Despite a glut of reports on the security risks in our modern age of online hyper-activity, a shocking number of small and medium-sized businesses simply don’t feel they’re at risk, according to a survey by Applied Research and Symantec, the world’s largest computer security provider.
“While most SMB managers exhibited knowledge of threats such as keystroke logging, distributed denial of service attacks, website vulnerabilities and targeted attacks, exactly half indicated they need not have concern about any of it,” writes Ellen Messmer at Network World. (Emphasis ours.)
“We are a small business and are not targets for these types of attacks,” was the typical response.
Even Symantec officials expressed surprise at the level in which small businesses seemed to dismiss security threats.
“They’re saying these things happen to other people, not them,” said Kevin Haley, director of Symantec security response. Instead, small businesses felt that it was big corporations who were at risk.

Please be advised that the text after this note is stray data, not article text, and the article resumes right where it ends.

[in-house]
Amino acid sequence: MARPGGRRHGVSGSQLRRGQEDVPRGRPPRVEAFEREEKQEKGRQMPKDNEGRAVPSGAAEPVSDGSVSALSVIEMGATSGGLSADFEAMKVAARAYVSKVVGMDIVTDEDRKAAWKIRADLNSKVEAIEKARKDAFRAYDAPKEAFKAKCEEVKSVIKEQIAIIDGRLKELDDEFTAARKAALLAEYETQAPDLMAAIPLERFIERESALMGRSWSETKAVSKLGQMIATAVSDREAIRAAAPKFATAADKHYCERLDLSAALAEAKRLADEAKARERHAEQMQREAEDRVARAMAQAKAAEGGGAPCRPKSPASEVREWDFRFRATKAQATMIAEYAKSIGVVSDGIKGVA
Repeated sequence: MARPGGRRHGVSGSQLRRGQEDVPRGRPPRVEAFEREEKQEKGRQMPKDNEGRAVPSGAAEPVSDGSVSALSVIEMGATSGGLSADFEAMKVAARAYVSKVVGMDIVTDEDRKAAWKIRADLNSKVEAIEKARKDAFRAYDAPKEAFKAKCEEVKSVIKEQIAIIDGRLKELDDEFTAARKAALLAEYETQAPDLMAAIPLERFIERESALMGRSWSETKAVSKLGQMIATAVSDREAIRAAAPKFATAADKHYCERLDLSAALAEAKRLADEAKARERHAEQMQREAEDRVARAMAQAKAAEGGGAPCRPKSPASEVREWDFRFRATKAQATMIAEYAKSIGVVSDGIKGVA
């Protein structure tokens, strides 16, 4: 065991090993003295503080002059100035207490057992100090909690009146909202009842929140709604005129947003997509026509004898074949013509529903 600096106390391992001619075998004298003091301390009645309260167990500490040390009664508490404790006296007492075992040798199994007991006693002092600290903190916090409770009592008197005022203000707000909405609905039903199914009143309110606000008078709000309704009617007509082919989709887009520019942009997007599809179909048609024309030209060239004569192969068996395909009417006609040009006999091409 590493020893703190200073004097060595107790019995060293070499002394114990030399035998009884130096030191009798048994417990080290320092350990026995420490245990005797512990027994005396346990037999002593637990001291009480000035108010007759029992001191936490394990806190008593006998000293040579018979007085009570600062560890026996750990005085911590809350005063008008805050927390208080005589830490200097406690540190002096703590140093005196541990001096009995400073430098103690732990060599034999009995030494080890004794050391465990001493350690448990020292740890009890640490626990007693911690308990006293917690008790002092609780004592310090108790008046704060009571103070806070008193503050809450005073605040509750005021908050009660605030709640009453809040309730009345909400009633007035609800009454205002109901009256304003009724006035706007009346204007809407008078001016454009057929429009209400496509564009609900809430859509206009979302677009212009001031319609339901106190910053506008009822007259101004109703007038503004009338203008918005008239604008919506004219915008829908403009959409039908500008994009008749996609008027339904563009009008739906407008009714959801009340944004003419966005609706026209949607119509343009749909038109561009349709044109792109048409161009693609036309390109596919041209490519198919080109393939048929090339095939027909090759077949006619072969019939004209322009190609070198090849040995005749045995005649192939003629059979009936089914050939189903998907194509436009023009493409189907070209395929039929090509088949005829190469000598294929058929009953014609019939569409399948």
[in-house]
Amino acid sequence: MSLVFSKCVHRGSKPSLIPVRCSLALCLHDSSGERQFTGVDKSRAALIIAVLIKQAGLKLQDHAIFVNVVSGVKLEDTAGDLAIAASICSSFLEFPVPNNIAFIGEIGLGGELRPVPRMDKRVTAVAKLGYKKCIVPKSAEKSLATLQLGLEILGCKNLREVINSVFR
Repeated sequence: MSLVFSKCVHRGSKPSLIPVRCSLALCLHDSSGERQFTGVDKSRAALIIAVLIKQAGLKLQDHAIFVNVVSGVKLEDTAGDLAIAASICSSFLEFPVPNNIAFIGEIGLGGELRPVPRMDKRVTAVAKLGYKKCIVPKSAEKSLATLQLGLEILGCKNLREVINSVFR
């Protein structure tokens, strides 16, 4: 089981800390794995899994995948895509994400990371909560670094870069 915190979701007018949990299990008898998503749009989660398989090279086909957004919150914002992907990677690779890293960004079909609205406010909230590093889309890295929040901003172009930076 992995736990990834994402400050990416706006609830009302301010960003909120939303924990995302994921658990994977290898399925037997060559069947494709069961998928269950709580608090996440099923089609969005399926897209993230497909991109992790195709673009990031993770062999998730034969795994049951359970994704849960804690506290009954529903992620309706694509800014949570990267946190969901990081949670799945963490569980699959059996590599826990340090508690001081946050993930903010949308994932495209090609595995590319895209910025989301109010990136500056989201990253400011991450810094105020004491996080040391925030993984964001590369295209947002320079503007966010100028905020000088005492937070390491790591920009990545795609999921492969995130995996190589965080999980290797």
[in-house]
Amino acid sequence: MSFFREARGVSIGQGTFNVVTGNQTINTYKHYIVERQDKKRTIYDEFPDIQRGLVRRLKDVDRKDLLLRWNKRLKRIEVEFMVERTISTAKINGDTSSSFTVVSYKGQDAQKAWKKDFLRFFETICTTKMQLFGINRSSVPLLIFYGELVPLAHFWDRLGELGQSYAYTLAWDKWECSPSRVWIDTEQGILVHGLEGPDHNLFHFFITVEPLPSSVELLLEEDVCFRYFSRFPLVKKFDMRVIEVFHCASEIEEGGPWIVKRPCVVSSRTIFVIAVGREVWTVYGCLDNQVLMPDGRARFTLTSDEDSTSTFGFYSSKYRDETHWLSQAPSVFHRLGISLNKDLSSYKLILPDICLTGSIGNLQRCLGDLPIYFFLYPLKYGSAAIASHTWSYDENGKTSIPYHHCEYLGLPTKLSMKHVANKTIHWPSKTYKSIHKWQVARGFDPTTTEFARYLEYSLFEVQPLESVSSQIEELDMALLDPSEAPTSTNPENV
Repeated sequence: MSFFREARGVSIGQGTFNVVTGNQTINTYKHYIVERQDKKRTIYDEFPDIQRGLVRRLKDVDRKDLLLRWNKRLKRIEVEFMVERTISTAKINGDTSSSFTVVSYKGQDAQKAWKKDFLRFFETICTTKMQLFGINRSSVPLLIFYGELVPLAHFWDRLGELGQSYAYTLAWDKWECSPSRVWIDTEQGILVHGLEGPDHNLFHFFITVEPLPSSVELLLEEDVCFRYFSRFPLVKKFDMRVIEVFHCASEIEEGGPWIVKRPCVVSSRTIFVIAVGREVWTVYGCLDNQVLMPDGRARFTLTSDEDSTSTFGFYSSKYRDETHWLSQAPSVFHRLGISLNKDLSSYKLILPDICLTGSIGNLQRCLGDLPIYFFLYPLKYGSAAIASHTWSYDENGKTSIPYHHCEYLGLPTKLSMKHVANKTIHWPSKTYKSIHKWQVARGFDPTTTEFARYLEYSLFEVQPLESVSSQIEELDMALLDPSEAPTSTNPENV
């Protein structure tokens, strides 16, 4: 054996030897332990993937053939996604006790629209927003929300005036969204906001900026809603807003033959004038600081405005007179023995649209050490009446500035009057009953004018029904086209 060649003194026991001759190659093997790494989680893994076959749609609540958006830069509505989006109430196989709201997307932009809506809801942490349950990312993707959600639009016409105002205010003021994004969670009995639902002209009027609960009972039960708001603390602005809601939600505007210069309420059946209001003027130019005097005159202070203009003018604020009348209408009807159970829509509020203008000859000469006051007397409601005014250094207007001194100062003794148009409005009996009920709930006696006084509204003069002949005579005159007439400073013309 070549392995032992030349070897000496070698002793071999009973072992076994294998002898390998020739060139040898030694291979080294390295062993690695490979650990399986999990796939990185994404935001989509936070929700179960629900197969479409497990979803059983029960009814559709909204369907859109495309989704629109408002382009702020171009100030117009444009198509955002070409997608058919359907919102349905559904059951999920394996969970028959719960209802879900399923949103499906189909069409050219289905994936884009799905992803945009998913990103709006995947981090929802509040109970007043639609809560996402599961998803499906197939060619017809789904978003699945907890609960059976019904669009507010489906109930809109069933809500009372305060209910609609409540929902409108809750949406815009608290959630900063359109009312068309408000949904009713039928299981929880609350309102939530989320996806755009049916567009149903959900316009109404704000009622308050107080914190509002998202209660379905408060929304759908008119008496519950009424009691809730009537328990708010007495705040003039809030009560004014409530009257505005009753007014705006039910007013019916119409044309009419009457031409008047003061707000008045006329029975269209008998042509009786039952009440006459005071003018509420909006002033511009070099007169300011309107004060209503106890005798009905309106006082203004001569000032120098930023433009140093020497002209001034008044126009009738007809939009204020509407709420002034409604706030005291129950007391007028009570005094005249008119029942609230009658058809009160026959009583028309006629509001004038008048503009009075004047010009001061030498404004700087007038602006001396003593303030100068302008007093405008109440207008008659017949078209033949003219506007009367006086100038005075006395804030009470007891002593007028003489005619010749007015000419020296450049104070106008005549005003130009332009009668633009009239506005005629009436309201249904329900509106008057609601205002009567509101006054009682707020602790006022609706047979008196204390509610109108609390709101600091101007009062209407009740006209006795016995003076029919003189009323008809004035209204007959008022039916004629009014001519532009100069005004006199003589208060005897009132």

“Only 39 percent [of small and medium-sized businesses] use antivirus on every desktop,” Haley noted. “That’s striking right there.”
Also striking: Only 67 percent of small businesses create login and password restrictions for online banking purposes. What’s more, a whopping 63 percent don’t bother to “lock down” computers used for banking.
Haley goes on to note that this lack of caution can be dangerous, given that some malware (like “Trojan” viruses) are specifically targeting smaller businesses.
True, it’s in Symantec’s interests to encourage businesses to buy security software. But even taking that possible bias into consideration, the report does illustrate a surprising lack of security awareness on the part of small businesses.
If you’re one of those businesses that isn’t taking safety seriously, you may want to consider this your wake-up call to secure your online systems — before it’s too late.
Does your company take IT security seriously, or is it under the radar? Sound off in the comments and let us know your thoughts.
Originally published: Dec 6, 2011